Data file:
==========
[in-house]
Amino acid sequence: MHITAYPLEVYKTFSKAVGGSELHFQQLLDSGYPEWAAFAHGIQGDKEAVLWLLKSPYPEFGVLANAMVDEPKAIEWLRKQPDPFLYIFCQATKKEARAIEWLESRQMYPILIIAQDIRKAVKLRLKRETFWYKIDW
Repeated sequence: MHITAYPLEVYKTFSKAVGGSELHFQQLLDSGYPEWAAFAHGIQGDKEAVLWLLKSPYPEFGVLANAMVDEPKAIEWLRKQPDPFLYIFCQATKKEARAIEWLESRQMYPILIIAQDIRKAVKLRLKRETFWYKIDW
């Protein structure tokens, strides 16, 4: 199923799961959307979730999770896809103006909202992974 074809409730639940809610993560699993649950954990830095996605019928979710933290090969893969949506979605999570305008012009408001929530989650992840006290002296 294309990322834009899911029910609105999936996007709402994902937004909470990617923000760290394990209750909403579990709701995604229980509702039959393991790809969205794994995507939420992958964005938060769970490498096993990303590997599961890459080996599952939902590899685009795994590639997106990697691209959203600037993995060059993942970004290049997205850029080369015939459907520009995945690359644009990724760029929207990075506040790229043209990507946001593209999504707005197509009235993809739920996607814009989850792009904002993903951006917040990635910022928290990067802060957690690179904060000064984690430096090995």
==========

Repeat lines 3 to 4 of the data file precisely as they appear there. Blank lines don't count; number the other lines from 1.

Repeated sequence: MHITAYPLEVYKTFSKAVGGSELHFQQLLDSGYPEWAAFAHGIQGDKEAVLWLLKSPYPEFGVLANAMVDEPKAIEWLRKQPDPFLYIFCQATKKEARAIEWLESRQMYPILIIAQDIRKAVKLRLKRETFWYKIDW
């Protein structure tokens, strides 16, 4: 199923799961959307979730999770896809103006909202992974 074809409730639940809610993560699993649950954990830095996605019928979710933290090969893969949506979605999570305008012009408001929530989650992840006290002296 294309990322834009899911029910609105999936996007709402994902937004909470990617923000760290394990209750909403579990709701995604229980509702039959393991790809969205794994995507939420992958964005938060769970490498096993990303590997599961890459080996599952939902590899685009795994590639997106990697691209959203600037993995060059993942970004290049997205850029080369015939459907520009995945690359644009990724760029929207990075506040790229043209990507946001593209999504707005197509009235993809739920996607814009989850792009904002993903951006917040990635910022928290990067802060957690690179904060000064984690430096090995």